Illustration for article titled Timeline: The Evolution of the International Space Station
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Illustration for article titled Timeline: The Evolution of the International Space Station
Illustration for article titled Timeline: The Evolution of the International Space Station
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Illustration for article titled Timeline: The Evolution of the International Space Station
Illustration for article titled Timeline: The Evolution of the International Space Station
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Illustration for article titled Timeline: The Evolution of the International Space Station
Illustration for article titled Timeline: The Evolution of the International Space Station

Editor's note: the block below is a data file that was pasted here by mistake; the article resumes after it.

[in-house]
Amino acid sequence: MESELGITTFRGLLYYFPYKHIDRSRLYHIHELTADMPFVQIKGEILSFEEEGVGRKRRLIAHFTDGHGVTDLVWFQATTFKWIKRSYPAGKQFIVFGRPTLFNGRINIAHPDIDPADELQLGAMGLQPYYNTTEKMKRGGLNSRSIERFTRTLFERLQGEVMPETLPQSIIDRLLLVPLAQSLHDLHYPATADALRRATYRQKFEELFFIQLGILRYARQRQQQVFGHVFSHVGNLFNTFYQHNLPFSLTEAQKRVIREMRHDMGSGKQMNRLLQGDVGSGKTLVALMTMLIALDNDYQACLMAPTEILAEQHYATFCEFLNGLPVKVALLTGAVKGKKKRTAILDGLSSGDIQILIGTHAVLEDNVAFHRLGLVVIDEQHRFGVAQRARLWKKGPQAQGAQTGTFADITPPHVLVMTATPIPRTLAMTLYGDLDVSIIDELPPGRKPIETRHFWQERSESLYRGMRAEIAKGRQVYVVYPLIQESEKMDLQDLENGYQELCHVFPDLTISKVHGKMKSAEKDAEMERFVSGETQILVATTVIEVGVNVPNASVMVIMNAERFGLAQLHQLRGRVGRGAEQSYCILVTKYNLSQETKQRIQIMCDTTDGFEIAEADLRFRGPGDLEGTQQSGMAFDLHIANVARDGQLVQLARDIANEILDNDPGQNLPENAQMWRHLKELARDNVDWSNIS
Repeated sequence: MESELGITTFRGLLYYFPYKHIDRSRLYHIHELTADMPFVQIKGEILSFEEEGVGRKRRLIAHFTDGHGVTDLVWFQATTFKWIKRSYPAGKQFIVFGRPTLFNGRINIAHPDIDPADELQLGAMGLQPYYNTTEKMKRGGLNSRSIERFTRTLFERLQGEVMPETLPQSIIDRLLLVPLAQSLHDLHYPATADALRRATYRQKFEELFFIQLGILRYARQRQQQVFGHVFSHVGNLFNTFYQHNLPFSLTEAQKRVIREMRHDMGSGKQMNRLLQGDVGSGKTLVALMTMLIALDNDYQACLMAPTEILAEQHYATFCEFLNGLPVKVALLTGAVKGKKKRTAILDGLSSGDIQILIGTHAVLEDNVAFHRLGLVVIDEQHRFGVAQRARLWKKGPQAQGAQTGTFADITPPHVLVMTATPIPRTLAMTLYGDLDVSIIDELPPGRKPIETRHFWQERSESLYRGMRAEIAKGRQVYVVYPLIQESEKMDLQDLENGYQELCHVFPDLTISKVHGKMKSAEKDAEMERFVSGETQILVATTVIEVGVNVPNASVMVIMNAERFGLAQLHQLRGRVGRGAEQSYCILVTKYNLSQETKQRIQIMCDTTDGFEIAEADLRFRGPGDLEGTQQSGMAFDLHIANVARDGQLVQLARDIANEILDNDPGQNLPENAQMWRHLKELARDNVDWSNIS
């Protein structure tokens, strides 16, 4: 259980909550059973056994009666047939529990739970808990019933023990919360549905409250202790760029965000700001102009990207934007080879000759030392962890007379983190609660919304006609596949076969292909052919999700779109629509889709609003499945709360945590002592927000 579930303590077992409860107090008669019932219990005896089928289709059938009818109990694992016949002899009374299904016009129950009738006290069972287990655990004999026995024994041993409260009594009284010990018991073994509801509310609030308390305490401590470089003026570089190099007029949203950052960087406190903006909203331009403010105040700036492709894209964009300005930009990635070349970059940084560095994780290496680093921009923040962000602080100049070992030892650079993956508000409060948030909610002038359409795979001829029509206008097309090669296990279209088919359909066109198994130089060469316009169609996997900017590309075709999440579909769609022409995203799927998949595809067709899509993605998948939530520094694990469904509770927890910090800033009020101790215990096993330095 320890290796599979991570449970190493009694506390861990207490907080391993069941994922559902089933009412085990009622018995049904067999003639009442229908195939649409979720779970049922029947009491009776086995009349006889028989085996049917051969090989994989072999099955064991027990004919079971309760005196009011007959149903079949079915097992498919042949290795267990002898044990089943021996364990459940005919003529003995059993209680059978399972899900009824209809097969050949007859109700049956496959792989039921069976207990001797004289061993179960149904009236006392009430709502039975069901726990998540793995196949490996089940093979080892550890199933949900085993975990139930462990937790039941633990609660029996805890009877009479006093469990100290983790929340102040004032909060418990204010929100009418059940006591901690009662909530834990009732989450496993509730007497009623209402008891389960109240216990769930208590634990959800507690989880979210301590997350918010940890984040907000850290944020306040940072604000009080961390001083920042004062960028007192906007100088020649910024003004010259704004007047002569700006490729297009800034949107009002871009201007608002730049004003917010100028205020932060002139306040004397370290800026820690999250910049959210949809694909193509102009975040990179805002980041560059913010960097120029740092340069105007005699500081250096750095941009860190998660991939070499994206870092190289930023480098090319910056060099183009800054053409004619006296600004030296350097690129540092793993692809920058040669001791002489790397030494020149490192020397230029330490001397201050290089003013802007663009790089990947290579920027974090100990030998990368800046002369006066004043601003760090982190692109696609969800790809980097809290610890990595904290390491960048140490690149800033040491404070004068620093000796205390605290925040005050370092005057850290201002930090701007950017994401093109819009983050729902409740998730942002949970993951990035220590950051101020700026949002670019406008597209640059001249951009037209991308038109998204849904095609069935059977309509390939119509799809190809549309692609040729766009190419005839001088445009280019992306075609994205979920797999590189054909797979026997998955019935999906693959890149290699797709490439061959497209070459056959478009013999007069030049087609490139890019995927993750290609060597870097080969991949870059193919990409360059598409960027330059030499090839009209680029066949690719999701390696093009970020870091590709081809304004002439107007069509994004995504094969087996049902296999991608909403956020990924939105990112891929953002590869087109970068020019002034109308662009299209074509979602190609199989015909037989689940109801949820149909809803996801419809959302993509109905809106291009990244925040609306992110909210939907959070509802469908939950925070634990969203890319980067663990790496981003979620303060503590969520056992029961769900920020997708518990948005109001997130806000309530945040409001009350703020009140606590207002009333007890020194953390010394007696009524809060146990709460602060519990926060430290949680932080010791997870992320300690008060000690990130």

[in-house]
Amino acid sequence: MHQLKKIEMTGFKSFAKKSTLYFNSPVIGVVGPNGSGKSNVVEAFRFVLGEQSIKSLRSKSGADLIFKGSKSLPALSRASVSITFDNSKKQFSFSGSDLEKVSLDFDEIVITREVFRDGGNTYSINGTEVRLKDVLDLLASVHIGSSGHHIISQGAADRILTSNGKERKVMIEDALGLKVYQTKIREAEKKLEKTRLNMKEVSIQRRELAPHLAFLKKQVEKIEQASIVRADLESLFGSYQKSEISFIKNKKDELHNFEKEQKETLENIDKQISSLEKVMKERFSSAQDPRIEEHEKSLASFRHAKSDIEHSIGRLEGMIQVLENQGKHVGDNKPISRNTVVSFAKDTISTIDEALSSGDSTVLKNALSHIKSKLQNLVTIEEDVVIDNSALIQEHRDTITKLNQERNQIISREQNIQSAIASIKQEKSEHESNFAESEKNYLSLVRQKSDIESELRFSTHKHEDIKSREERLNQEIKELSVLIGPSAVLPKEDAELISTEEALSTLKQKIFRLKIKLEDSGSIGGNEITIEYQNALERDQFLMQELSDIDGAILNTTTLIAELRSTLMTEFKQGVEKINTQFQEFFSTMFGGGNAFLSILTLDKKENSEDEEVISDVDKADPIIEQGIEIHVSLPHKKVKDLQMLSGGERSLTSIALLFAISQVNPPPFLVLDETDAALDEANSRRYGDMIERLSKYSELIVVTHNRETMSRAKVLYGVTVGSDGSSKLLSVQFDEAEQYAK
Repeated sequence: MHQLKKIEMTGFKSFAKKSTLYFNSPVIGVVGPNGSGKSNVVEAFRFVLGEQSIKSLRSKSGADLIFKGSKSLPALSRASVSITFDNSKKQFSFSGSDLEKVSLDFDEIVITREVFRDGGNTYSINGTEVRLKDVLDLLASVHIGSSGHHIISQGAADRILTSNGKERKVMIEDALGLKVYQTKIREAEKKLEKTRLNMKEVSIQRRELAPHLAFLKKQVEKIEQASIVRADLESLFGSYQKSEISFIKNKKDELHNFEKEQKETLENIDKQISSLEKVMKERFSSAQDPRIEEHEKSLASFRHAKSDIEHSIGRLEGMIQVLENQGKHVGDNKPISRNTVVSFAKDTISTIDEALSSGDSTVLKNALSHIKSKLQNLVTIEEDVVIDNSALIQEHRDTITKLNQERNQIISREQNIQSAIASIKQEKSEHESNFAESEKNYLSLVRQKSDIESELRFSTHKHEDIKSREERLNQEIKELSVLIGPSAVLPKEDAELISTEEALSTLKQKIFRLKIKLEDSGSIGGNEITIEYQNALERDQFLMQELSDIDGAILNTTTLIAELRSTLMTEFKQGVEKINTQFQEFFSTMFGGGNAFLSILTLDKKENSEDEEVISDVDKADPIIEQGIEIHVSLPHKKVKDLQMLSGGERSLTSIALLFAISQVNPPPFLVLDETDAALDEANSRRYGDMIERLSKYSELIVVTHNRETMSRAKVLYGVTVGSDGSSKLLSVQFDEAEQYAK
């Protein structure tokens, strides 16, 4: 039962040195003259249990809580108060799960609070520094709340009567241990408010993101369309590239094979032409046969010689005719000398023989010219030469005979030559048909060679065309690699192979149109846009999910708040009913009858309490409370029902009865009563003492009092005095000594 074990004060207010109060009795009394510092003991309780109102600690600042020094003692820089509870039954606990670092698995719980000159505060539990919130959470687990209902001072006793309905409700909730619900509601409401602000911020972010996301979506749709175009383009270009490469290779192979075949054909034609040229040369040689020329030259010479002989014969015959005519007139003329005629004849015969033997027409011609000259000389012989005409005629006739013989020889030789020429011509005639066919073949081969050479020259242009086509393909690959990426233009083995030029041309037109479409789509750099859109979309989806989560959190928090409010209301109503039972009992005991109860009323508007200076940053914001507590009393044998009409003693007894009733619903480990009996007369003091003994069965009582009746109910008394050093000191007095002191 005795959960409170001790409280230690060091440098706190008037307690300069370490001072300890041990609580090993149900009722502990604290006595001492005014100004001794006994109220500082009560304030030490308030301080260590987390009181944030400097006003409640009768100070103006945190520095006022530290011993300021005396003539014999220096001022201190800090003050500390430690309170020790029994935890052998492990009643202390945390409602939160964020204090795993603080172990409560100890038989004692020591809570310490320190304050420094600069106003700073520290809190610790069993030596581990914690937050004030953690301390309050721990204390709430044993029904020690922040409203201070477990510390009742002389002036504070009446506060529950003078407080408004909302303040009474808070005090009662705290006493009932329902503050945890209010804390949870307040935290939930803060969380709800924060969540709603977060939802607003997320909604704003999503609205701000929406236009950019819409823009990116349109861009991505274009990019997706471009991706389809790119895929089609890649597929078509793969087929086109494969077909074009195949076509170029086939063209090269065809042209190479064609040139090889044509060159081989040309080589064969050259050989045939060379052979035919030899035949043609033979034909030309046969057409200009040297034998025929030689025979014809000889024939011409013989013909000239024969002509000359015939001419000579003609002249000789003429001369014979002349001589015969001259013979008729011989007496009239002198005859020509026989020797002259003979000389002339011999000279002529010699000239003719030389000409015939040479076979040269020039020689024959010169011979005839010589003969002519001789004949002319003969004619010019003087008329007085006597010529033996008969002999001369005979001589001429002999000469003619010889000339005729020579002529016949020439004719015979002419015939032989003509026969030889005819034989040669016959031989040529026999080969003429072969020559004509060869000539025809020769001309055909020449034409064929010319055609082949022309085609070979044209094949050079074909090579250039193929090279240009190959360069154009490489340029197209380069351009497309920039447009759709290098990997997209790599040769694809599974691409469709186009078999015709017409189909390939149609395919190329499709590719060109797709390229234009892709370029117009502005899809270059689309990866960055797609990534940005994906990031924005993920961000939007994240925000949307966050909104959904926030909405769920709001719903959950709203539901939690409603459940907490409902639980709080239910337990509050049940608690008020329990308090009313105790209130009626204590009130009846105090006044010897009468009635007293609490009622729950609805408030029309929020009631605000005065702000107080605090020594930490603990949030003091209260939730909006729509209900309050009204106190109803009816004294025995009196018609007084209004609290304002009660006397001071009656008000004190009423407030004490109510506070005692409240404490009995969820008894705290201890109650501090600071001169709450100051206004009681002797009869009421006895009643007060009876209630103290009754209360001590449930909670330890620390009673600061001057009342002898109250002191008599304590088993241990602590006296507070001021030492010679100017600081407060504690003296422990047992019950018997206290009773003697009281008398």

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But there's still a lot to be done, as you can see in the following list of modules that have to go up there.

• Multi-Purpose Logistics Module — Delivered by the space shuttle.
• Kibo Japanese Experiment Module Exposed Facility (JEM-EF); Kibo Japanese Experiment Logistics Module - Exposed Section (ELM-ES); and Spacelab Pallet - Deployable 2 (SLP-D2) — Delivered by the space shuttle.
• Multipurpose Laboratory Module (MLM) with European Robotic Arm (ERA) - docked to Zarya nadir port — Delivered by Russian Proton rocket.
• Multi-Purpose Logistics Module (MPLM); Lightweight Multi-Purpose Experiment Support Structure Carrier (LMC); three crew quarters; galley; second Treadmill Vibration Isolation System (TVIS); Crew Health Care System 2 (CHeCS 2). — Delivered by shuttle